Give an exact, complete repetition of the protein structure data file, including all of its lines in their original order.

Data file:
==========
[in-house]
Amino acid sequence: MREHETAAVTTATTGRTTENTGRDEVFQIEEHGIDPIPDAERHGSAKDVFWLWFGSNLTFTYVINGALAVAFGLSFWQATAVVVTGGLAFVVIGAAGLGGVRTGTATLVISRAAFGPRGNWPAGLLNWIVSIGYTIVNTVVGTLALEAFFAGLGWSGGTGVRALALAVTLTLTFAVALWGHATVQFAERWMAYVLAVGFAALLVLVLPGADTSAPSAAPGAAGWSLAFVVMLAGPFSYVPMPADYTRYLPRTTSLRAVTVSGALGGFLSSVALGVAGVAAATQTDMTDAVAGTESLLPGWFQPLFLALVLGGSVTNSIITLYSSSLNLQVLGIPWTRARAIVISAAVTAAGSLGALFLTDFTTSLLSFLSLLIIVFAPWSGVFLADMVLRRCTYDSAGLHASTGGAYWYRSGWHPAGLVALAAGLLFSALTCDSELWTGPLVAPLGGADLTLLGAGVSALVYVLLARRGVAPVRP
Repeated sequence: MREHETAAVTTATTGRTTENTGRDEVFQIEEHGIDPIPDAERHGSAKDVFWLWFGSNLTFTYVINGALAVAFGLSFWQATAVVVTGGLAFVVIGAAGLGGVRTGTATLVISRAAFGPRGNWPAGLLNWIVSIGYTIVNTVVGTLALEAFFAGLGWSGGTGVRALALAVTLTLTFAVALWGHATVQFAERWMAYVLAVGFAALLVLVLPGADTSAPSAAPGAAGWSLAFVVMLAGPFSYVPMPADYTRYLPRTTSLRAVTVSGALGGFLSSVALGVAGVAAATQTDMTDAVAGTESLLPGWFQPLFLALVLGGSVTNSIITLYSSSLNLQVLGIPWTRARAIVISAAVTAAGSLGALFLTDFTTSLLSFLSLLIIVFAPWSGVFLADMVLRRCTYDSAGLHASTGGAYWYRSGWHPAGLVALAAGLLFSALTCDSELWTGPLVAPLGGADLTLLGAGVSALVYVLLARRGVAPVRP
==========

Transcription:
[in-house]
Amino acid sequence: MREHETAAVTTATTGRTTENTGRDEVFQIEEHGIDPIPDAERHGSAKDVFWLWFGSNLTFTYVINGALAVAFGLSFWQATAVVVTGGLAFVVIGAAGLGGVRTGTATLVISRAAFGPRGNWPAGLLNWIVSIGYTIVNTVVGTLALEAFFAGLGWSGGTGVRALALAVTLTLTFAVALWGHATVQFAERWMAYVLAVGFAALLVLVLPGADTSAPSAAPGAAGWSLAFVVMLAGPFSYVPMPADYTRYLPRTTSLRAVTVSGALGGFLSSVALGVAGVAAATQTDMTDAVAGTESLLPGWFQPLFLALVLGGSVTNSIITLYSSSLNLQVLGIPWTRARAIVISAAVTAAGSLGALFLTDFTTSLLSFLSLLIIVFAPWSGVFLADMVLRRCTYDSAGLHASTGGAYWYRSGWHPAGLVALAAGLLFSALTCDSELWTGPLVAPLGGADLTLLGAGVSALVYVLLARRGVAPVRP
Repeated sequence: MREHETAAVTTATTGRTTENTGRDEVFQIEEHGIDPIPDAERHGSAKDVFWLWFGSNLTFTYVINGALAVAFGLSFWQATAVVVTGGLAFVVIGAAGLGGVRTGTATLVISRAAFGPRGNWPAGLLNWIVSIGYTIVNTVVGTLALEAFFAGLGWSGGTGVRALALAVTLTLTFAVALWGHATVQFAERWMAYVLAVGFAALLVLVLPGADTSAPSAAPGAAGWSLAFVVMLAGPFSYVPMPADYTRYLPRTTSLRAVTVSGALGGFLSSVALGVAGVAAATQTDMTDAVAGTESLLPGWFQPLFLALVLGGSVTNSIITLYSSSLNLQVLGIPWTRARAIVISAAVTAAGSLGALFLTDFTTSLLSFLSLLIIVFAPWSGVFLADMVLRRCTYDSAGLHASTGGAYWYRSGWHPAGLVALAAGLLFSALTCDSELWTGPLVAPLGGADLTLLGAGVSALVYVLLARRGVAPVRP